I love farmers markets. Amid all the tents and colorful signs, there’s something charming about discovering unique foods not available in a brick and mortar store and having a direct connection to fresh, locally grown produce. But to me, the most exciting aspect of farmers markets is having conversations with the farmers and vendors who have grown or produced the products.
It’s a true marketplace experience. As the economist Adam Smith said, “It is not from the benevolence of the butcher, the brewer, or the baker that we expect our dinner, but from their regard to their own interest.”
You might not need the product being offered under that tent– but the enthusiastic owner you’re chatting with asked you to give it a try. Who knew I needed three jars of bacon jam? But why have just the original bacon jam when you can also have black pepper bacon jam and the chili bacon jam! It’s delicious by the way.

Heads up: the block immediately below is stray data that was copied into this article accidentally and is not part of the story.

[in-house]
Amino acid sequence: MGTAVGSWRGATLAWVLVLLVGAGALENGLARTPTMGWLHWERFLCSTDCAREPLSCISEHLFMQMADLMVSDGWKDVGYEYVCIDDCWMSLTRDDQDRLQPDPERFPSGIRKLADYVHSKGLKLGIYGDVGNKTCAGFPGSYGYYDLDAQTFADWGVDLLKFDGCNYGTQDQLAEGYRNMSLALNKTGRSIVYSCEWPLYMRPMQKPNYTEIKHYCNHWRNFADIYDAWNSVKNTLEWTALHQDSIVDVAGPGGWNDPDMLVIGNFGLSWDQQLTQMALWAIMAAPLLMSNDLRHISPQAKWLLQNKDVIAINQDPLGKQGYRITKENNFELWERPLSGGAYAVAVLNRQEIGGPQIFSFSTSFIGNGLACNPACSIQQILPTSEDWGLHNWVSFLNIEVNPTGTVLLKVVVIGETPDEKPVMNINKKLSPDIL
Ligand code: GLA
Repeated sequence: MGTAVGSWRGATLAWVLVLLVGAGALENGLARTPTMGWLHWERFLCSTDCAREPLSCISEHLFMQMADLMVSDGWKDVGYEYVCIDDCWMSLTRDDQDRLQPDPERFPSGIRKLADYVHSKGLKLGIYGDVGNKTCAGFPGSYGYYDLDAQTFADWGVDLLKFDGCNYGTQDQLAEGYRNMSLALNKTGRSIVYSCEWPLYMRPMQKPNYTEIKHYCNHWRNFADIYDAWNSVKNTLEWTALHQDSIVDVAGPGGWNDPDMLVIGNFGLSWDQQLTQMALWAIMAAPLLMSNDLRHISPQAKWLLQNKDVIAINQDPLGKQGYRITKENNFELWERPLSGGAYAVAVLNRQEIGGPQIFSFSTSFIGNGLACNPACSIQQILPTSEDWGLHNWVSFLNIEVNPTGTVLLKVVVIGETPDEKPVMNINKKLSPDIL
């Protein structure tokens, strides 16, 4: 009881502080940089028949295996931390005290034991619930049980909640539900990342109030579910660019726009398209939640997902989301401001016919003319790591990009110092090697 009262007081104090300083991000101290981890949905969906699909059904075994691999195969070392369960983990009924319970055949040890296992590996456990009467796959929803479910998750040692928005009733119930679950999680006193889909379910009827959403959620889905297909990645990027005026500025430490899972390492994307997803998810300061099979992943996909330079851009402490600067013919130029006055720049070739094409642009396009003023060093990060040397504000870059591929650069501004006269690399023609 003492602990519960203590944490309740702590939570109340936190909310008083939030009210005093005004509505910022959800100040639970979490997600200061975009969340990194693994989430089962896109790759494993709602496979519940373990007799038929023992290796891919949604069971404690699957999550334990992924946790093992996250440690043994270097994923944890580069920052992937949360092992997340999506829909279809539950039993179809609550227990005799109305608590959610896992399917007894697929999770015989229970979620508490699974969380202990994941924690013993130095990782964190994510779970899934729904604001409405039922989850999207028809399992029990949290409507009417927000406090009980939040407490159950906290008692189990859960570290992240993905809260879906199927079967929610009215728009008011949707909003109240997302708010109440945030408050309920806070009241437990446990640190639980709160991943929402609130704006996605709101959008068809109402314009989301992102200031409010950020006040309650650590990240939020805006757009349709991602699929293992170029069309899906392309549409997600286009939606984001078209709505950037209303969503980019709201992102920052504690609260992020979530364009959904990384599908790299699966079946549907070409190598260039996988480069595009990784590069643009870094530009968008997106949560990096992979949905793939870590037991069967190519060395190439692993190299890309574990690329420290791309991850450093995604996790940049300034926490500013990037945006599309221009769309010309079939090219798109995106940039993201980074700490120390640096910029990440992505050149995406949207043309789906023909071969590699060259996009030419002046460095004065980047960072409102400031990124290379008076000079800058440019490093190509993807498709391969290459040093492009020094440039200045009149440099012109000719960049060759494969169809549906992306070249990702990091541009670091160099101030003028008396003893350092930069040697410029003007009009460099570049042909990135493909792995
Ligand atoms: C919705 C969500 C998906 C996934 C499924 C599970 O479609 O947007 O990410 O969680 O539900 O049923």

These hard working people have built their businesses and take pride in every stage of growth in the production of their tomatoes, corn or fresh made bread or tortillas. They are the ultimate entrepreneurs. They are risk-takers. They are innovators and adaptable, as weather conditions, competition, and other factors can change from week to week or year-to-year. And there are 28 million U.S. small business owners just like the lady selling bacon jam, who together employ nearly half of the private workforce in the U.S.
Entrepreneurship is such a powerful gateway to economic mobility, and we are grateful to JA volunteers who plant seeds of inspiration in our youth—our next generation of entrepreneurs!